Kyle Shanahan and Hackett were never on the same staff, but they worked with many of the same people. Shanahan said this week that if his former passing game coordinator Mike LaFleur had taken a job on the Packers staff when his brother Matt became the head coach, Hackett was among the people he would have considered as a substitute.

Now they go head-to-head, with Hackett and company trying to implement an offensive system built on the same principles of zone-based running play and then adapted to the strengths of quarterback Russell Wilson. It’s the way of the world in the NFL, although Shanahan wishes it wasn’t quite the case.

“I wish fewer people had done it, so it doesn’t make me so happy,” Shanahan said. “It’s not about other people doing it, I just hate that defenses practice against it other weeks. I like it when they just have to manage our week and our three days of play. training…. That’s the only thing that’s changed for me in the last few years because defenses can see that week in and week out, so they’re just a bit more used to it.

Not only did the Broncos’ defense get a lot of work done against their offense during camp, but they also include three regulars who are former 49ers defensive lineman DJ Jones, inside linebacker Jonas Griffith and nickel K’Waun Williams. . Freshman defensive coordinator Ejiro Evero has spent the past five seasons with the Los Angeles Rams and is now preparing for Shanahan’s offense for the 12th time in the past five seasons.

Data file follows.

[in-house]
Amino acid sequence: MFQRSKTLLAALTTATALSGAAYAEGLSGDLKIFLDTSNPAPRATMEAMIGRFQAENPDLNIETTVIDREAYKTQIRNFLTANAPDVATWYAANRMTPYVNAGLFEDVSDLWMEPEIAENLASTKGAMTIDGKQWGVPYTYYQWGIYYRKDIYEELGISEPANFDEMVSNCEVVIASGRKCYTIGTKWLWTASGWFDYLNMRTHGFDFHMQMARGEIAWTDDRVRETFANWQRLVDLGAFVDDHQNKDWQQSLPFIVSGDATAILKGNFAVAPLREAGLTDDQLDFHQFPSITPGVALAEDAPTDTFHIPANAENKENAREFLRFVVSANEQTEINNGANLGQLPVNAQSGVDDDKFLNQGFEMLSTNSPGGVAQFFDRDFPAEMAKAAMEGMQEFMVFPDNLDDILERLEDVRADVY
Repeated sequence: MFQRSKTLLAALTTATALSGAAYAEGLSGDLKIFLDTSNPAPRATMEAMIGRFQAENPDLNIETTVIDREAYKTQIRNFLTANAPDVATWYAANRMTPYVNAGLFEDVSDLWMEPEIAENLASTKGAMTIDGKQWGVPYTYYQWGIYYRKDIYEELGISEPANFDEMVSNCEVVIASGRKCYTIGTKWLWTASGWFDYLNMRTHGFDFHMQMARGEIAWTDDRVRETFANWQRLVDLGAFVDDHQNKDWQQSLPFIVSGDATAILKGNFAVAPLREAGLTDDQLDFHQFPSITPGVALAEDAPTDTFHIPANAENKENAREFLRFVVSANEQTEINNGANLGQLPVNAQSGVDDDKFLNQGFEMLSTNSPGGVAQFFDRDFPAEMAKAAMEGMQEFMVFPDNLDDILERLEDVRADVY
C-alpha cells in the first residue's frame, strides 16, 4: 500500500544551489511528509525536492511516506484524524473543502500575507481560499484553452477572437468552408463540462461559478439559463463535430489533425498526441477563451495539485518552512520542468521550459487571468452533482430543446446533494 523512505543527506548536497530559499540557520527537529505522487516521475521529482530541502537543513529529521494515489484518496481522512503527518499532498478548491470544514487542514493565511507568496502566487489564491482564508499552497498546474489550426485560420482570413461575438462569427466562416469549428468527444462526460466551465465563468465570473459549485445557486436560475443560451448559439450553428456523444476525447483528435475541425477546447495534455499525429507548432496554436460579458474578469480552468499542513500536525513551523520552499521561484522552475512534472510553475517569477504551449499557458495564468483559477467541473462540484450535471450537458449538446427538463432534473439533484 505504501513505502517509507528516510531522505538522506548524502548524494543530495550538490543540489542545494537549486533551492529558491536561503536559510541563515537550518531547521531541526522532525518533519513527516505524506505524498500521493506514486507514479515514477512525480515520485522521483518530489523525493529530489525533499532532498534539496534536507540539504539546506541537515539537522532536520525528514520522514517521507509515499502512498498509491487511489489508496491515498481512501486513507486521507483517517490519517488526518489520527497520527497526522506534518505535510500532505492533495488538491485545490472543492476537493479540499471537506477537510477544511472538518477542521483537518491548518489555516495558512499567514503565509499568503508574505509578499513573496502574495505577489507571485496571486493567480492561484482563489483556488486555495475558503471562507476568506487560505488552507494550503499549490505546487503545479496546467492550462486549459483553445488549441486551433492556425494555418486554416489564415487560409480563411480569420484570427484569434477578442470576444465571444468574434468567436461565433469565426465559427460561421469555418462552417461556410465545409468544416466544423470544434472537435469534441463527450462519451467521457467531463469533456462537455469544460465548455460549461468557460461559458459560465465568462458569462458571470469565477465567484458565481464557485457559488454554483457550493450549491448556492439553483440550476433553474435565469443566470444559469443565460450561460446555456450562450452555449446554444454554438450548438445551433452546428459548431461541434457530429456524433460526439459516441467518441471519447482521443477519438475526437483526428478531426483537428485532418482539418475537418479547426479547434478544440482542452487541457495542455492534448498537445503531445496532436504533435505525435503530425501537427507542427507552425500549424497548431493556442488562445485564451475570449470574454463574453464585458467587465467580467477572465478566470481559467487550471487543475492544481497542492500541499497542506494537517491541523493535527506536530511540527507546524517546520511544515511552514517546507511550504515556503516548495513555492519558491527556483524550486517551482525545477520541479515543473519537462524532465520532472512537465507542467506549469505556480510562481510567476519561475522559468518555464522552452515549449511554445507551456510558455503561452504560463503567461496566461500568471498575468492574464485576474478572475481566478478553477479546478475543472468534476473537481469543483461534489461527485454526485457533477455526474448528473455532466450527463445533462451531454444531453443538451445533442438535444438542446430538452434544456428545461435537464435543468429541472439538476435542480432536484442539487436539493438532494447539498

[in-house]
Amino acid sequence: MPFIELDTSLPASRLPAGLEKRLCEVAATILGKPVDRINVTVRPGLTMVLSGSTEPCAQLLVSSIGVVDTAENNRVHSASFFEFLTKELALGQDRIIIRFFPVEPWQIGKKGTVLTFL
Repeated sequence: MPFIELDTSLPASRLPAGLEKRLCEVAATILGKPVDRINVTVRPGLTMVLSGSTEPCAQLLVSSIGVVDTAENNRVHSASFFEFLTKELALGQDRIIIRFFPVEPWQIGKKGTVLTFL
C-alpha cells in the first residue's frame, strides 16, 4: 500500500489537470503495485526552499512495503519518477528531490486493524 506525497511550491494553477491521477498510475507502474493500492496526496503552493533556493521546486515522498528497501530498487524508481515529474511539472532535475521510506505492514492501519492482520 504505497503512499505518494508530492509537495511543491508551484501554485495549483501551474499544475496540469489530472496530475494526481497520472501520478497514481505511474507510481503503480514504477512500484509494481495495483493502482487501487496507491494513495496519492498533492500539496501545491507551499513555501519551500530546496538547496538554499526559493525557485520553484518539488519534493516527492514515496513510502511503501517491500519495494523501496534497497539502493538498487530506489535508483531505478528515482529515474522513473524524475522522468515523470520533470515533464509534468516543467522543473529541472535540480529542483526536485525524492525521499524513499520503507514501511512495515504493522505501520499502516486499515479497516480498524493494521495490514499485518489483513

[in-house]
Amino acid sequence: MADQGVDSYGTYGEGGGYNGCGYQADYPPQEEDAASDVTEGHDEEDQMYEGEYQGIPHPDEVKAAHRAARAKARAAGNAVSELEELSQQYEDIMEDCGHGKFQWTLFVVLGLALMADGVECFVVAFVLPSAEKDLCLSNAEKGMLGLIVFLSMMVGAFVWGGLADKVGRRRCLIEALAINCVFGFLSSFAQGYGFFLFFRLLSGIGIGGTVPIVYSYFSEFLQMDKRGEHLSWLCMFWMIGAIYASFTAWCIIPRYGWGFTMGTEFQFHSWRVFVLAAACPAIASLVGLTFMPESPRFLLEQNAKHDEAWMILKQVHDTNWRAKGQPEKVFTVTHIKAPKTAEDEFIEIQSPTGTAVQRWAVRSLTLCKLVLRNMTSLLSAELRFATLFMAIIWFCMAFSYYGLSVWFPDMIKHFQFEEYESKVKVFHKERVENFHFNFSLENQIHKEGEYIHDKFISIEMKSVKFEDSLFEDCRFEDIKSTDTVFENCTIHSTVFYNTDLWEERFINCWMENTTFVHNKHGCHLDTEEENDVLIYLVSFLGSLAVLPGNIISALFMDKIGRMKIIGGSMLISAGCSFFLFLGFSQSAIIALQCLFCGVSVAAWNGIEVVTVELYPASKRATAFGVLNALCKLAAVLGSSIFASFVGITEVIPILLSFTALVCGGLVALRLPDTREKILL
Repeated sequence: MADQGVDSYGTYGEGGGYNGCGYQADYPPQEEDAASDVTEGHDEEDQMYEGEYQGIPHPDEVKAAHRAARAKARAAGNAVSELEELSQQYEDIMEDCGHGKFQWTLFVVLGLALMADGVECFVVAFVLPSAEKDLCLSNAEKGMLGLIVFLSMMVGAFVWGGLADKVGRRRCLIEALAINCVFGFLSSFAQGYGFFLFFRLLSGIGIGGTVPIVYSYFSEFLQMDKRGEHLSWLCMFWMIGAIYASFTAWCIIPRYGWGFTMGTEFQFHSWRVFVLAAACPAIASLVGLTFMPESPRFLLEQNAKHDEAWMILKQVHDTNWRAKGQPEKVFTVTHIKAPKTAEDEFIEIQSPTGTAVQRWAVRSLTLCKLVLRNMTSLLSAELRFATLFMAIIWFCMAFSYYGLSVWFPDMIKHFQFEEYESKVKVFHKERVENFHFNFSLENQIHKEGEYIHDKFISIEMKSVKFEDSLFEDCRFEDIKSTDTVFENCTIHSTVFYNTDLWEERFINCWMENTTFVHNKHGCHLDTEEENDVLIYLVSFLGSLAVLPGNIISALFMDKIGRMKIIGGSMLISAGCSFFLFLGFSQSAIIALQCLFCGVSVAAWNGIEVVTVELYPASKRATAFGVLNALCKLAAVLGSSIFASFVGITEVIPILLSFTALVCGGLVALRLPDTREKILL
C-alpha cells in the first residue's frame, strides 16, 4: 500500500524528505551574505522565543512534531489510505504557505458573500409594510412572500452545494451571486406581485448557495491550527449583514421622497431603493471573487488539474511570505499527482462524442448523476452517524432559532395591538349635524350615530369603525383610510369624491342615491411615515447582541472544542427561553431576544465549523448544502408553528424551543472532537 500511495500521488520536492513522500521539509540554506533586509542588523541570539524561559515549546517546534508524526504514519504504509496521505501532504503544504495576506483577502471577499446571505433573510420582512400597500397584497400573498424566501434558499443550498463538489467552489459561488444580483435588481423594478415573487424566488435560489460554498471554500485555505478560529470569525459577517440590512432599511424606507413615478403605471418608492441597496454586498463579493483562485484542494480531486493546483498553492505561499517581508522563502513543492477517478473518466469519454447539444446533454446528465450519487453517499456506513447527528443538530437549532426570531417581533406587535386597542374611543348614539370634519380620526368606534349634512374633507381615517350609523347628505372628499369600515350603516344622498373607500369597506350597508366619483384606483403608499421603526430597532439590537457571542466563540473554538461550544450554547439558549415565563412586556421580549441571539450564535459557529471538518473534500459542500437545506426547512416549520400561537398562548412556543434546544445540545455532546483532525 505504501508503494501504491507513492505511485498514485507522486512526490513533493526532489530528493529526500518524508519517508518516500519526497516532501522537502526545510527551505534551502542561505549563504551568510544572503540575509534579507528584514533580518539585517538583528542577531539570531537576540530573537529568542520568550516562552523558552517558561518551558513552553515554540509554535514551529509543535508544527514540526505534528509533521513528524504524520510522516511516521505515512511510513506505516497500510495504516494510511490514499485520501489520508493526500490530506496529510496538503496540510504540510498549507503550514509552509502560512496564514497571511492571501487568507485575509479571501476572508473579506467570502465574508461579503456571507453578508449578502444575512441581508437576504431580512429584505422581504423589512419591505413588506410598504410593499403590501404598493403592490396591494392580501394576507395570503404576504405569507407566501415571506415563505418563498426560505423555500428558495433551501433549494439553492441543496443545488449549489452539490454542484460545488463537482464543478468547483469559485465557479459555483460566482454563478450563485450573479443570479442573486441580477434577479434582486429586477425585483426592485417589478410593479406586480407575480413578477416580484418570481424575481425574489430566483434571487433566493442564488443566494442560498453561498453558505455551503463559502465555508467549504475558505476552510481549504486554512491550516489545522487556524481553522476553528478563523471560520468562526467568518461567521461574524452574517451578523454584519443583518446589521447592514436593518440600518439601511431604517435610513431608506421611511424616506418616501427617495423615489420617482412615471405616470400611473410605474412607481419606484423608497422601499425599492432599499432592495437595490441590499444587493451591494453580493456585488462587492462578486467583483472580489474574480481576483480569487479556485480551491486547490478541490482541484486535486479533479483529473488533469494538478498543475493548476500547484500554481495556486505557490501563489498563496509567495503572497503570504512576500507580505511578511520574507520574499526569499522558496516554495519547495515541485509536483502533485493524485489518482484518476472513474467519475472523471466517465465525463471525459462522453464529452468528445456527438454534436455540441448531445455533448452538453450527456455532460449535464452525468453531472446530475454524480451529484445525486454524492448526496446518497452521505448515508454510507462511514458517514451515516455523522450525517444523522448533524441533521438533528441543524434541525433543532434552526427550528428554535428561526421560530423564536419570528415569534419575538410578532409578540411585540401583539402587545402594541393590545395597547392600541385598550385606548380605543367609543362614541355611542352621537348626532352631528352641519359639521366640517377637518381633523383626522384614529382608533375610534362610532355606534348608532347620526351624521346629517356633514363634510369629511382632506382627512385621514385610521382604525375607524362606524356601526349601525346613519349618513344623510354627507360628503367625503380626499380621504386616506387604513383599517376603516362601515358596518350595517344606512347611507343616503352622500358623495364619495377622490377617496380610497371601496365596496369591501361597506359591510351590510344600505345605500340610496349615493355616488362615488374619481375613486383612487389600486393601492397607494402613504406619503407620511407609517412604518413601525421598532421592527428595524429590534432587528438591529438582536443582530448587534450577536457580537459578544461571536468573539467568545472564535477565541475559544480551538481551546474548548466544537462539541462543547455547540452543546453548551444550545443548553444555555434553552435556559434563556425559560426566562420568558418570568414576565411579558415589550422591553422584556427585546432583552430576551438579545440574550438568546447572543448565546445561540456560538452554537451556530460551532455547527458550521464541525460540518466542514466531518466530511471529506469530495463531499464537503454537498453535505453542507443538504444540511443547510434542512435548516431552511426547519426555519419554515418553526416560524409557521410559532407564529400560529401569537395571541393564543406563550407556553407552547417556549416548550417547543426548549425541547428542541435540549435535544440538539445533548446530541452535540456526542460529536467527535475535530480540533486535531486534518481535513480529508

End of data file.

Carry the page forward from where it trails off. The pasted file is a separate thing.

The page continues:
For an interconference confrontation, the level of familiarity is very high.

Even still, there’s one element that San Francisco brings to the Mile High City that Hackett and the Broncos simply can’t replicate or polish in a few weeks: continuity of system and process.

In an interview this summer with USA TODAY Sports, Mike Shanahan said the process of truly mastering the outside zone system can take coaches and players years.

“No. 1, do they believe it? he said. “And if they believe it, do you know what you’re talking about? If you believe it, then you have a chance to start. lead it and you’re not going to let it down.